Without patents or copyrights, “idea space” would be a commons. “Idea space” is the realm of potential ideas. A patent and a copyright both permit their owner to declare a region of “idea space” his own private property for a period of time, but under different terms. A copyright encloses a particular expression of an idea and was originally intended to prevent, well, copying during the duration of the copyright. A patent encloses not just one particular expression of an idea, but the idea itself, declaring all other expressions of the same idea, whether they’re copies or not, off-limits for the duration of the patent. A patent is thus a much broader right than a copyright, enclosing a far larger region of the intellectual commons than does a copyright; consequently, a patent inhibits others’ right to stake their own claim in idea space much more than a copyright does.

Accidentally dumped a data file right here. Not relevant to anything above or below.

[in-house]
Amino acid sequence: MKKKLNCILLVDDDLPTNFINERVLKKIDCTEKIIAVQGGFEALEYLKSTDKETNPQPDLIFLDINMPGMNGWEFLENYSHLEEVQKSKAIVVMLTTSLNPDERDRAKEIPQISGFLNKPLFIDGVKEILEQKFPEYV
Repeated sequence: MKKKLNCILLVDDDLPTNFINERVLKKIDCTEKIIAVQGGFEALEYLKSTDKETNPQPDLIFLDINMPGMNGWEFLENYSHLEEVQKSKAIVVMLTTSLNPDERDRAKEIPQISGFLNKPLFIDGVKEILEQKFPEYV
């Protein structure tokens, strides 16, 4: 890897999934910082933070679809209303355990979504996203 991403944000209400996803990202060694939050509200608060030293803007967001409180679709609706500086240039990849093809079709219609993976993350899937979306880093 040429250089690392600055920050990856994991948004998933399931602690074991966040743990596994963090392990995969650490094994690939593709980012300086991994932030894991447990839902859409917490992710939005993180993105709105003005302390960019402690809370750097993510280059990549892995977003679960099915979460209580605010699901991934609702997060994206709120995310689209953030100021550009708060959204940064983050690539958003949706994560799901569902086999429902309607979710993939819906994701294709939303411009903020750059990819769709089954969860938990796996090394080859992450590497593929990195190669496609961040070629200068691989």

Copyrights have been expanding. Complaints about the increasing length of the copyright period are common. More problematic, though, is copyrights’ increasing breadth. As a copyright expands to inhibit expressions which aren’t fairly obviously copies, it becomes more like a patent in its scope, enabling rent-seeking and inhibiting creativity. This appears to be happening in the music industry. In March 2015, the creators of the hit “Blurred Lines” were convicted of infringing the copyright on Marvin Gaye’s “Got to Give it Up.” This is a blow to unoriginal songwriters everywhere. Worse, it does a lot of collateral damage in the process. As a “Blurred Lines” defense attorney put it, “This ruling elevates ‘groove’ and ‘feel’ to the level of copyright infringement.” Forensic musicologists and lawyers can expect to profit from such expansion, but artists – and listeners – can expect to suffer.More